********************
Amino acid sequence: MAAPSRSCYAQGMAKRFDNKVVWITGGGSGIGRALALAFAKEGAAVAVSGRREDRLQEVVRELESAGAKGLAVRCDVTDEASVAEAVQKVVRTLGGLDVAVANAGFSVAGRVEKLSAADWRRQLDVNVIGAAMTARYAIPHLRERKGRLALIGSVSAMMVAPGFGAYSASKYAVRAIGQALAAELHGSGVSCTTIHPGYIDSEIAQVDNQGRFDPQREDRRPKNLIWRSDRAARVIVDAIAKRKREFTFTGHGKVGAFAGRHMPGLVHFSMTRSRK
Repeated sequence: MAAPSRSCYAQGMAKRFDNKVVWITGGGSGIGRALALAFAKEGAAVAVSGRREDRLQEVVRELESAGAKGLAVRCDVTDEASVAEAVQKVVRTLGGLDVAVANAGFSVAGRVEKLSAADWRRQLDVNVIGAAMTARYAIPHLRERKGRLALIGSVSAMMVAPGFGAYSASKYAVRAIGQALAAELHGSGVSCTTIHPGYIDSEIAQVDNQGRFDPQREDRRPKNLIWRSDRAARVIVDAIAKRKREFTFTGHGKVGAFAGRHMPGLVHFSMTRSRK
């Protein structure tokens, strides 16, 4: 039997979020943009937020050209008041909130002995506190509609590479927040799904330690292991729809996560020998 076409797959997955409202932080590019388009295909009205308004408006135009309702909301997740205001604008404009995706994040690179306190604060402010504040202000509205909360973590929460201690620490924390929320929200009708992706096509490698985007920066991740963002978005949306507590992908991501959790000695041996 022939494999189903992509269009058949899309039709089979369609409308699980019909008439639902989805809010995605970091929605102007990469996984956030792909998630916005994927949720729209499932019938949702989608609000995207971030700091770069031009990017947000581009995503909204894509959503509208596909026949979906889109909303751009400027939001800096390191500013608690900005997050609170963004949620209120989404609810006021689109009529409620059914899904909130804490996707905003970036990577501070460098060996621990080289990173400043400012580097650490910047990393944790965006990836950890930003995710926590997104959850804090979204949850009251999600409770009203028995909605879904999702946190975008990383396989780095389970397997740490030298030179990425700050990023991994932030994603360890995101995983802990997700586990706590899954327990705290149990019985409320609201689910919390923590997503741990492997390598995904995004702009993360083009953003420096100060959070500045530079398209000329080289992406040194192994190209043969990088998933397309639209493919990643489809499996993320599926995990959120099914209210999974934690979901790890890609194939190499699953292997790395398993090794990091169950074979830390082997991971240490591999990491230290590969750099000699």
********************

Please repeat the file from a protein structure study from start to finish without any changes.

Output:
Amino acid sequence: MAAPSRSCYAQGMAKRFDNKVVWITGGGSGIGRALALAFAKEGAAVAVSGRREDRLQEVVRELESAGAKGLAVRCDVTDEASVAEAVQKVVRTLGGLDVAVANAGFSVAGRVEKLSAADWRRQLDVNVIGAAMTARYAIPHLRERKGRLALIGSVSAMMVAPGFGAYSASKYAVRAIGQALAAELHGSGVSCTTIHPGYIDSEIAQVDNQGRFDPQREDRRPKNLIWRSDRAARVIVDAIAKRKREFTFTGHGKVGAFAGRHMPGLVHFSMTRSRK
Repeated sequence: MAAPSRSCYAQGMAKRFDNKVVWITGGGSGIGRALALAFAKEGAAVAVSGRREDRLQEVVRELESAGAKGLAVRCDVTDEASVAEAVQKVVRTLGGLDVAVANAGFSVAGRVEKLSAADWRRQLDVNVIGAAMTARYAIPHLRERKGRLALIGSVSAMMVAPGFGAYSASKYAVRAIGQALAAELHGSGVSCTTIHPGYIDSEIAQVDNQGRFDPQREDRRPKNLIWRSDRAARVIVDAIAKRKREFTFTGHGKVGAFAGRHMPGLVHFSMTRSRK
């Protein structure tokens, strides 16, 4: 039997979020943009937020050209008041909130002995506190509609590479927040799904330690292991729809996560020998 076409797959997955409202932080590019388009295909009205308004408006135009309702909301997740205001604008404009995706994040690179306190604060402010504040202000509205909360973590929460201690620490924390929320929200009708992706096509490698985007920066991740963002978005949306507590992908991501959790000695041996 022939494999189903992509269009058949899309039709089979369609409308699980019909008439639902989805809010995605970091929605102007990469996984956030792909998630916005994927949720729209499932019938949702989608609000995207971030700091770069031009990017947000581009995503909204894509959503509208596909026949979906889109909303751009400027939001800096390191500013608690900005997050609170963004949620209120989404609810006021689109009529409620059914899904909130804490996707905003970036990577501070460098060996621990080289990173400043400012580097650490910047990393944790965006990836950890930003995710926590997104959850804090979204949850009251999600409770009203028995909605879904999702946190975008990383396989780095389970397997740490030298030179990425700050990023991994932030994603360890995101995983802990997700586990706590899954327990705290149990019985409320609201689910919390923590997503741990492997390598995904995004702009993360083009953003420096100060959070500045530079398209000329080289992406040194192994190209043969990088998933397309639209493919990643489809499996993320599926995990959120099914209210999974934690979901790890890609194939190499699953292997790395398993090794990091169950074979830390082997991971240490591999990491230290590969750099000699």